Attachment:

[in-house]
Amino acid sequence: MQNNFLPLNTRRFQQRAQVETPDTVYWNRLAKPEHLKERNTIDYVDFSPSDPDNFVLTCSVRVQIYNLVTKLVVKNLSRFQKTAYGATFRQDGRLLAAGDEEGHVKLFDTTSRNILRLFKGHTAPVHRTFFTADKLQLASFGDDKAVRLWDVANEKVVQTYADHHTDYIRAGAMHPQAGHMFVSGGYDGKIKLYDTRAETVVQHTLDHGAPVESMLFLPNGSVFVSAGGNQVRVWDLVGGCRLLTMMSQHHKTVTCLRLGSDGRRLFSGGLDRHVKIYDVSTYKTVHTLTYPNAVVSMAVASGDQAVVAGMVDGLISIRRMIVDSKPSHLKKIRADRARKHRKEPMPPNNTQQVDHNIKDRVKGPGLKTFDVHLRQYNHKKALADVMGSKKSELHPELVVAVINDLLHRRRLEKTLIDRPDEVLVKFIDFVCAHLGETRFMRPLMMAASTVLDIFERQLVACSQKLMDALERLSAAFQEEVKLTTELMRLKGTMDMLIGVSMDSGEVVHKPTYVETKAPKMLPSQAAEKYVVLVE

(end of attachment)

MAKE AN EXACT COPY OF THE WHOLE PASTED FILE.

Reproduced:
[in-house]
Amino acid sequence: MQNNFLPLNTRRFQQRAQVETPDTVYWNRLAKPEHLKERNTIDYVDFSPSDPDNFVLTCSVRVQIYNLVTKLVVKNLSRFQKTAYGATFRQDGRLLAAGDEEGHVKLFDTTSRNILRLFKGHTAPVHRTFFTADKLQLASFGDDKAVRLWDVANEKVVQTYADHHTDYIRAGAMHPQAGHMFVSGGYDGKIKLYDTRAETVVQHTLDHGAPVESMLFLPNGSVFVSAGGNQVRVWDLVGGCRLLTMMSQHHKTVTCLRLGSDGRRLFSGGLDRHVKIYDVSTYKTVHTLTYPNAVVSMAVASGDQAVVAGMVDGLISIRRMIVDSKPSHLKKIRADRARKHRKEPMPPNNTQQVDHNIKDRVKGPGLKTFDVHLRQYNHKKALADVMGSKKSELHPELVVAVINDLLHRRRLEKTLIDRPDEVLVKFIDFVCAHLGETRFMRPLMMAASTVLDIFERQLVACSQKLMDALERLSAAFQEEVKLTTELMRLKGTMDMLIGVSMDSGEVVHKPTYVETKAPKMLPSQAAEKYVVLVE